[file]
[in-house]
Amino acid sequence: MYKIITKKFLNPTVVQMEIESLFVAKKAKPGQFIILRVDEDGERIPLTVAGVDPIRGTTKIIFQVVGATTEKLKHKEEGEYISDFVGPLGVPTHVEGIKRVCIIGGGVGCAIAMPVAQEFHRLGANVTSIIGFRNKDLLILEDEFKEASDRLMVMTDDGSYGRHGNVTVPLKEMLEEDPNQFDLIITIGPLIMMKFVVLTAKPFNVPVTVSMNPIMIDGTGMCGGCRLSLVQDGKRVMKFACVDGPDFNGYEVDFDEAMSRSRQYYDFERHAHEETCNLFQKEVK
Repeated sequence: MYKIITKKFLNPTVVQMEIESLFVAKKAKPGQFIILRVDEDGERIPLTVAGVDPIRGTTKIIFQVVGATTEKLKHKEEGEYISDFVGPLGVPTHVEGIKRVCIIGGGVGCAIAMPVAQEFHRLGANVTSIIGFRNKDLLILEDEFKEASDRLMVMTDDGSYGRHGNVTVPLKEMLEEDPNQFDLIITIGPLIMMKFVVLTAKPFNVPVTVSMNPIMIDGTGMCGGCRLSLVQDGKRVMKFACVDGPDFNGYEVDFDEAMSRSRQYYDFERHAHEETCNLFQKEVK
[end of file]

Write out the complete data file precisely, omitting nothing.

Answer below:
[in-house]
Amino acid sequence: MYKIITKKFLNPTVVQMEIESLFVAKKAKPGQFIILRVDEDGERIPLTVAGVDPIRGTTKIIFQVVGATTEKLKHKEEGEYISDFVGPLGVPTHVEGIKRVCIIGGGVGCAIAMPVAQEFHRLGANVTSIIGFRNKDLLILEDEFKEASDRLMVMTDDGSYGRHGNVTVPLKEMLEEDPNQFDLIITIGPLIMMKFVVLTAKPFNVPVTVSMNPIMIDGTGMCGGCRLSLVQDGKRVMKFACVDGPDFNGYEVDFDEAMSRSRQYYDFERHAHEETCNLFQKEVK
Repeated sequence: MYKIITKKFLNPTVVQMEIESLFVAKKAKPGQFIILRVDEDGERIPLTVAGVDPIRGTTKIIFQVVGATTEKLKHKEEGEYISDFVGPLGVPTHVEGIKRVCIIGGGVGCAIAMPVAQEFHRLGANVTSIIGFRNKDLLILEDEFKEASDRLMVMTDDGSYGRHGNVTVPLKEMLEEDPNQFDLIITIGPLIMMKFVVLTAKPFNVPVTVSMNPIMIDGTGMCGGCRLSLVQDGKRVMKFACVDGPDFNGYEVDFDEAMSRSRQYYDFERHAHEETCNLFQKEVK